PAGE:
A lifetime gifting program allows you to avoid gift, estate and generation-skipping transfer tax on transferred assets. Under the Internal Revenue, Code, you can transfer up to $13,000 per year, per person, to anyone without incurring gift tax or generation-skipping transfer tax. A married couple can give twice that amount, or $26,000 per person, per year. With a lifetime giving program, you transfer this amount annually to the individuals of your choice, typically children, grandchildren and other close family members.
For example, if you give $13,000 per year to two beneficiaries for five years, you will have removed nearly $1550,000 from your estate for estate tax purposes (assuming these assets would have grown at 6%). After 10 years, you will have removed more than $365,000 and $1.5 million after 25 years. Not surprisingly, the amount removed from your estate is increased significantly with each additional $13,000 beneficiary.
The value of the lifetime giving strategy is substantially enhanced when the transferred assets are discounted in value. Lack of marketability and minority interest valuation discounts on the family limited liability company, established by a competent and experienced appraiser, allow you to leverage the gifts so that larger transfers of assets may be made. Thus, a gift which would be limited to $13,000 if made in cash increases to $21,667 if made with limited liability company interests at a 40% discount. Applying these discounts, a married couple will be able to transfer approximately $43,000 per beneficiary per year, or $430,000 over ten years, excluding growth.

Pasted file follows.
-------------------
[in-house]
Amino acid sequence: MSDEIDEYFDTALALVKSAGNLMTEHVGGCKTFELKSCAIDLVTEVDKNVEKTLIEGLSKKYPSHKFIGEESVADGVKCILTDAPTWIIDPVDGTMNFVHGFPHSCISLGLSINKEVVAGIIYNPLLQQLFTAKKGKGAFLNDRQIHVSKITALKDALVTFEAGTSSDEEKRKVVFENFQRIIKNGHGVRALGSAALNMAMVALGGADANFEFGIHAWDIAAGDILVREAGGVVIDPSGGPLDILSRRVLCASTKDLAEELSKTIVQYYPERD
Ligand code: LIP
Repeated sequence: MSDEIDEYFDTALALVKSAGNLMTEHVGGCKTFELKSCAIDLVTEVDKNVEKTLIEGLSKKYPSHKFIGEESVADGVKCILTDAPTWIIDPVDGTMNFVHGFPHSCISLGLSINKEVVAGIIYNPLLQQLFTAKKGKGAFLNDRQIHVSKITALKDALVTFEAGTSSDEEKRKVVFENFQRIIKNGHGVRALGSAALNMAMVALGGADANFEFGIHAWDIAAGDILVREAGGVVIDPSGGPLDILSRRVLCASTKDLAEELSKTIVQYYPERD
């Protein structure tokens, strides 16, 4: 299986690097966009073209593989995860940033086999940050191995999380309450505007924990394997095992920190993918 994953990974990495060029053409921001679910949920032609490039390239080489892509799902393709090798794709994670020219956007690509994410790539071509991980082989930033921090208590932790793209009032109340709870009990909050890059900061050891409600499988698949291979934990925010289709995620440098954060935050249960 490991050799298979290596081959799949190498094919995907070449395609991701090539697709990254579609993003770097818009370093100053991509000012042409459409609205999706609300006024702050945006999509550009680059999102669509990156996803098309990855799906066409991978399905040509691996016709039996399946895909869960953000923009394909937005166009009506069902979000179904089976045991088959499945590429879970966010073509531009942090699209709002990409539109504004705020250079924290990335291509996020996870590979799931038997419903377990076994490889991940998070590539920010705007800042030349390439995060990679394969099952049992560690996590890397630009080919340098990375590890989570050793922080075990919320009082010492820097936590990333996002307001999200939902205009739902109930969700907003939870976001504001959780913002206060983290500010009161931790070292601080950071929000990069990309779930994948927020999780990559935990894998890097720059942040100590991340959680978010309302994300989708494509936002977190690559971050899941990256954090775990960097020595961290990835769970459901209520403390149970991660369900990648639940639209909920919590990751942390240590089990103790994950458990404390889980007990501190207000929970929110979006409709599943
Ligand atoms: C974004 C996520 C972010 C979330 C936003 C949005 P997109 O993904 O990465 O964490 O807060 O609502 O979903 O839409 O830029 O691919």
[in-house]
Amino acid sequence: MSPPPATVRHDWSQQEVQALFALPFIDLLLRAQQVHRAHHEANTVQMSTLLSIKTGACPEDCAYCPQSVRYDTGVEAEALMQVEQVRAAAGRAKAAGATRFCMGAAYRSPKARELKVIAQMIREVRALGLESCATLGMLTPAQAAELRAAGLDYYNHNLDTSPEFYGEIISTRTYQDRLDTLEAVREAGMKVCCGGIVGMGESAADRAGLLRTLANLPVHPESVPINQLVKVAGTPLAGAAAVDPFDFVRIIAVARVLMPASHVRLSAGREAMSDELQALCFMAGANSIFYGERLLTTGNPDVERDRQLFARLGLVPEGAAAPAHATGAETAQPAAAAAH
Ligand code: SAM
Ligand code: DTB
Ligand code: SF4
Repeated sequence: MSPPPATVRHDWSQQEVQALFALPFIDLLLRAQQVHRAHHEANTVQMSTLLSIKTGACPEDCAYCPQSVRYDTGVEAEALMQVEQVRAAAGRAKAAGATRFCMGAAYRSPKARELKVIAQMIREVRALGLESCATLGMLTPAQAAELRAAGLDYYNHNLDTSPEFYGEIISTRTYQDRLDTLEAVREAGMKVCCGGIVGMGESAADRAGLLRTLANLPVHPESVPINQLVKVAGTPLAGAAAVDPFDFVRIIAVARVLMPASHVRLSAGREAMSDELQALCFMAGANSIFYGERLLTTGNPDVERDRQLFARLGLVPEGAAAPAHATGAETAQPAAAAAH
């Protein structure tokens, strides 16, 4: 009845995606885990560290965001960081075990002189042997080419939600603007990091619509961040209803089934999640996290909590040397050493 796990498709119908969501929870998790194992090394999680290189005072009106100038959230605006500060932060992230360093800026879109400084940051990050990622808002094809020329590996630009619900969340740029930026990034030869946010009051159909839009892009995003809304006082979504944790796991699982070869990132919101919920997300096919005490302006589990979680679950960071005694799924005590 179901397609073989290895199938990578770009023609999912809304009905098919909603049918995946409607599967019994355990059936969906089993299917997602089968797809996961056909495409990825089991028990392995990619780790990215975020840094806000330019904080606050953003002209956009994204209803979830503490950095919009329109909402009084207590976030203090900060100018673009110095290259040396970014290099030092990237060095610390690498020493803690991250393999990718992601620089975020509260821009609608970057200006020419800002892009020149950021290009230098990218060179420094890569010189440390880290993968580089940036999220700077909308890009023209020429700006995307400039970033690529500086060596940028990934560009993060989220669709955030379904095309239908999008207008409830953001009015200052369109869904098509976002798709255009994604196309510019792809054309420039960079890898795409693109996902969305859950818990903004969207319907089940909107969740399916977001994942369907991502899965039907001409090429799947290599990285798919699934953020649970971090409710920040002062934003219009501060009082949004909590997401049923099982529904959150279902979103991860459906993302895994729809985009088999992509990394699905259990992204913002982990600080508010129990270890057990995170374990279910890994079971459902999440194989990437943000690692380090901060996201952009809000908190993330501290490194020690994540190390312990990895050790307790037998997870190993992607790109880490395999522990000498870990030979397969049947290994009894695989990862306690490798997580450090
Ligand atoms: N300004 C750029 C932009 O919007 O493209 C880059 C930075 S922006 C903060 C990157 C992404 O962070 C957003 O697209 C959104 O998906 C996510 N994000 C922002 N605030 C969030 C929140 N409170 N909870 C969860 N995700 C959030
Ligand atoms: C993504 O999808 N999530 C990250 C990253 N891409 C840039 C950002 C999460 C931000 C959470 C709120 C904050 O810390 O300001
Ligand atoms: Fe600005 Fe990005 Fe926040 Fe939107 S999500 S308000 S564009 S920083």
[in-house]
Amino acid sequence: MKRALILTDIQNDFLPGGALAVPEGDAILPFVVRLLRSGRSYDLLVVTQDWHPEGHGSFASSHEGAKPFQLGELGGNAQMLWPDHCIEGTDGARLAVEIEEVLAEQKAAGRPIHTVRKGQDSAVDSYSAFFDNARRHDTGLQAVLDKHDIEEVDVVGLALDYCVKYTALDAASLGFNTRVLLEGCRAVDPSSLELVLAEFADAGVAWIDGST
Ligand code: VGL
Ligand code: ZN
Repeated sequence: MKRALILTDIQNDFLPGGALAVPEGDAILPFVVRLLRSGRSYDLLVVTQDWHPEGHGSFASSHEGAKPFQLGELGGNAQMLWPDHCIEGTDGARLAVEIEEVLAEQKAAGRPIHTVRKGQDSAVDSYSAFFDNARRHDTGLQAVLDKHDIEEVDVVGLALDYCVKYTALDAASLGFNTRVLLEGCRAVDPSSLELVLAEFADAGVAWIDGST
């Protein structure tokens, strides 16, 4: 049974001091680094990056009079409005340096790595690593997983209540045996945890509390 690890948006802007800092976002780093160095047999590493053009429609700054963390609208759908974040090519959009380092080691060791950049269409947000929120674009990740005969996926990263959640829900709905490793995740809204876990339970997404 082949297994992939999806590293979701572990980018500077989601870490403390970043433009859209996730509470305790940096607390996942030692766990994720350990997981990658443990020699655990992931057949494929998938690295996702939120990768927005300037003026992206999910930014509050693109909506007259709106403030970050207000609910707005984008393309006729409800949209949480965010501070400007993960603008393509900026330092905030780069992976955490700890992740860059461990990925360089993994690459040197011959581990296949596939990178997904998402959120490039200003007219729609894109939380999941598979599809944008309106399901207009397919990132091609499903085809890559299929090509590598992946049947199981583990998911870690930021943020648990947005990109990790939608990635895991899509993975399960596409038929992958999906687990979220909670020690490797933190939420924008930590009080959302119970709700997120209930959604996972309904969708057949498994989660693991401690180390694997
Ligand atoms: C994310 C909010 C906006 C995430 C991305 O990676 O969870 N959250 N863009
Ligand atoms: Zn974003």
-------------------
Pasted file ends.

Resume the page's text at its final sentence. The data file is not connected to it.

Annual exclusion gifts can also be used to shield transfers to an irrevocable trust from gift and generationskipping transfer tax. The beneficiary must have the right to withdraw up to $13,000 of the transferred funds, but if that right is not exercised, the gifted funds can then be used to purchase life insurance on the life of the transferor or for other investments. This trust can be a multigenerational estate tax exempt trust or it can become a family “bank” for: (1) education; (2) business acquisitions; or (3) home purchases, among other things.
Medical care and tuition paid to assist family members or any other individual may be made in addition to the annual exclusion gifts. As long as the gifts are made directly to the medical facility or educational institution, donors can exceed the $13,000 annual exclusion amount without imposition of gift taxes.